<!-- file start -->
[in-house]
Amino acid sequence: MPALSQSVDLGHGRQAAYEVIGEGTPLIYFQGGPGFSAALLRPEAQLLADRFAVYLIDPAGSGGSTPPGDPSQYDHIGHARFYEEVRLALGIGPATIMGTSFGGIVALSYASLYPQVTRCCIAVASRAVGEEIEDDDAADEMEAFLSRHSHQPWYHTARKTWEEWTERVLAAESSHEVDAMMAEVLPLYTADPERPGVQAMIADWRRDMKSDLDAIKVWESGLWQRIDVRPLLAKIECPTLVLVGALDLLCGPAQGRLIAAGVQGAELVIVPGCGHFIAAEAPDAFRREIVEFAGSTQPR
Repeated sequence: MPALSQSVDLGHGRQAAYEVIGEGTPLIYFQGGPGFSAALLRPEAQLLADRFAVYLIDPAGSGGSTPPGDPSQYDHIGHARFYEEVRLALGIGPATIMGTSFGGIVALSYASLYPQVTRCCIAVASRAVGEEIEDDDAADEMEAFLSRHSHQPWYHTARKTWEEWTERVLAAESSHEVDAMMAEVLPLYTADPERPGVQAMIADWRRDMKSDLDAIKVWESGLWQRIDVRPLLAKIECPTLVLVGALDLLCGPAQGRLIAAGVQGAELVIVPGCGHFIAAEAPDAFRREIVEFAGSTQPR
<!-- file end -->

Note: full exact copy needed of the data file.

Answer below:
[in-house]
Amino acid sequence: MPALSQSVDLGHGRQAAYEVIGEGTPLIYFQGGPGFSAALLRPEAQLLADRFAVYLIDPAGSGGSTPPGDPSQYDHIGHARFYEEVRLALGIGPATIMGTSFGGIVALSYASLYPQVTRCCIAVASRAVGEEIEDDDAADEMEAFLSRHSHQPWYHTARKTWEEWTERVLAAESSHEVDAMMAEVLPLYTADPERPGVQAMIADWRRDMKSDLDAIKVWESGLWQRIDVRPLLAKIECPTLVLVGALDLLCGPAQGRLIAAGVQGAELVIVPGCGHFIAAEAPDAFRREIVEFAGSTQPR
Repeated sequence: MPALSQSVDLGHGRQAAYEVIGEGTPLIYFQGGPGFSAALLRPEAQLLADRFAVYLIDPAGSGGSTPPGDPSQYDHIGHARFYEEVRLALGIGPATIMGTSFGGIVALSYASLYPQVTRCCIAVASRAVGEEIEDDDAADEMEAFLSRHSHQPWYHTARKTWEEWTERVLAAESSHEVDAMMAEVLPLYTADPERPGVQAMIADWRRDMKSDLDAIKVWESGLWQRIDVRPLLAKIECPTLVLVGALDLLCGPAQGRLIAAGVQGAELVIVPGCGHFIAAEAPDAFRREIVEFAGSTQPR